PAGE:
Post Animal are a sextet from Chicago that meld psychedelia and prog rock, and When I Think of You In A Castle is their debut full-length. After a relaxed instrumental intro track, the album kicks directly into high gear with “Gelatin Mode,” which bounces back and forth between fast, driving rock ‘n roll verses and a more chilled out, psych-leaning chorus. In fact, “Gelatin Mode” may serve as the best microcosm of the album, equal parts Thin Lizzy and King Gizzard. Lead single “Ralphie” is a fun, bouncy romp through the poppier side of psych rock, sporting an earworm chorus and guitarwork that wouldn’t be out of place in your favorite 1970s band’s discography. Album closer “Dirtpicker” rides a fast-paced rhythm section churning under a pyramid of several guitar and keyboard lines and Joe Keery’s (of Stranger Things fame!) frantic vocals.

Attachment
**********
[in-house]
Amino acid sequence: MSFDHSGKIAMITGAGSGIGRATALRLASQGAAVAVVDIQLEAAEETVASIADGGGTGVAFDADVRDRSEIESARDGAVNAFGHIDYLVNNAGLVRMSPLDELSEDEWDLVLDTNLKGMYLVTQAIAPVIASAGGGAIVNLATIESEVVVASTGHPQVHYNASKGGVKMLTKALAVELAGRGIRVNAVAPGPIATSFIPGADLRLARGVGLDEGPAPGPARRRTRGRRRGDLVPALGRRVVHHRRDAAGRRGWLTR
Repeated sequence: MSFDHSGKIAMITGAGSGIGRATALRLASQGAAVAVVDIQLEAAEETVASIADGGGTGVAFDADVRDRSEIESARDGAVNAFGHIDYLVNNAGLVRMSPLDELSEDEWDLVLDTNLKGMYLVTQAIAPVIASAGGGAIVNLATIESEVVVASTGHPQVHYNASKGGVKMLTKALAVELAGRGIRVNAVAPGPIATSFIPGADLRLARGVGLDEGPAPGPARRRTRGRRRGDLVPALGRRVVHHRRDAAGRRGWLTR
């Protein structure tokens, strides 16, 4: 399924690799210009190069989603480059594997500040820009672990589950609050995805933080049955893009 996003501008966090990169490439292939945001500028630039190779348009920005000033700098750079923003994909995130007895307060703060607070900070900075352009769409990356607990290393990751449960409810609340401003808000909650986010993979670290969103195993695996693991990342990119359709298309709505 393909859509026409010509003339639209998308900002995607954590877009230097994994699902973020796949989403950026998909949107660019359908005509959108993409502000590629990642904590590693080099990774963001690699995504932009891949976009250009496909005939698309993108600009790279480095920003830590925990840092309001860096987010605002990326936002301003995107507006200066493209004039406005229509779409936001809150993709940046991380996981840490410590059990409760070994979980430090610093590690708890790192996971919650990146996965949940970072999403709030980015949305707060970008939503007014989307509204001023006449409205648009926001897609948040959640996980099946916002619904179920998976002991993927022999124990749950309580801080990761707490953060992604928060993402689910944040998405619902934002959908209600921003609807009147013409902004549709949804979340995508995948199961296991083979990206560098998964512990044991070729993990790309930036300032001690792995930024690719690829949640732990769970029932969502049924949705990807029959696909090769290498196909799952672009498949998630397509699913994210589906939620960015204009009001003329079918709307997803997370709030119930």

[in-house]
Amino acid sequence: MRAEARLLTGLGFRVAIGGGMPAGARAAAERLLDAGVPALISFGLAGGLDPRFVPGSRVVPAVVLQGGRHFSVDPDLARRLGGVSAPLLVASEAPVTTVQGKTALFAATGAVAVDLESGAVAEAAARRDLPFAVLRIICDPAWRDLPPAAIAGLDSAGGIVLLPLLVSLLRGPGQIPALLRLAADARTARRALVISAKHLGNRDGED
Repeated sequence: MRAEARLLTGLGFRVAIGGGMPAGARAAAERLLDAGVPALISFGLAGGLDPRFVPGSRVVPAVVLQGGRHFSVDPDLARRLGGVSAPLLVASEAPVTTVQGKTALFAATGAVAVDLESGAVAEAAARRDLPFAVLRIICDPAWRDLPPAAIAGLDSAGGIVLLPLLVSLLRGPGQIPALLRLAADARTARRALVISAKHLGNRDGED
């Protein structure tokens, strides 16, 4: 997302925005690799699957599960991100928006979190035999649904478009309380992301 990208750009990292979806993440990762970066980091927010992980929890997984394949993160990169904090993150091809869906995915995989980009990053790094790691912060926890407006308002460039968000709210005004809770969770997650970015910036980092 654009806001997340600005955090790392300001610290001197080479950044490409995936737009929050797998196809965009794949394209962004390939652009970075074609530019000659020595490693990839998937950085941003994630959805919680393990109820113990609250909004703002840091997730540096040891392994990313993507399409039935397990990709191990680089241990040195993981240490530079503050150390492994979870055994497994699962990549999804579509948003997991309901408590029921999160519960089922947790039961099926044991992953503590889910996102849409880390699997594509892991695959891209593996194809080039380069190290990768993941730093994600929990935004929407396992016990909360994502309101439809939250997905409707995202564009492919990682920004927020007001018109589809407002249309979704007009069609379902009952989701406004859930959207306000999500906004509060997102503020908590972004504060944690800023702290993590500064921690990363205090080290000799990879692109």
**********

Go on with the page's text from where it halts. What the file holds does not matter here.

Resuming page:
Lyrically, Castle isn’t anything groundbreaking, but it’s also not trying to be. The band is either singing about pursuing women or a deeper understanding – expanding their minds, if you please. But you don’t come to songs like “Special Moment” or “Victory Lap: Danger Zone” for emotional validation or revolutionary social commentary – you come for the trippy guitarwork of the former and sludgy, fuzzy verses of the latter. The album does tend to blend together a bit, with tracks like “One Thing” passing by with no particular impact, and overall it doesn’t exactly bring anything new to the table. There isn’t anything on the album that your dad’s favorite prog rock bands haven’t done before, but as previously stated, it’s not trying to be. Castle is the sound of six dudes rockin’ out together, a love letter to the experimental rock of the 1970s. Bust out your mood lighting, a good pair of speakers, and just, like, vibe with it, man.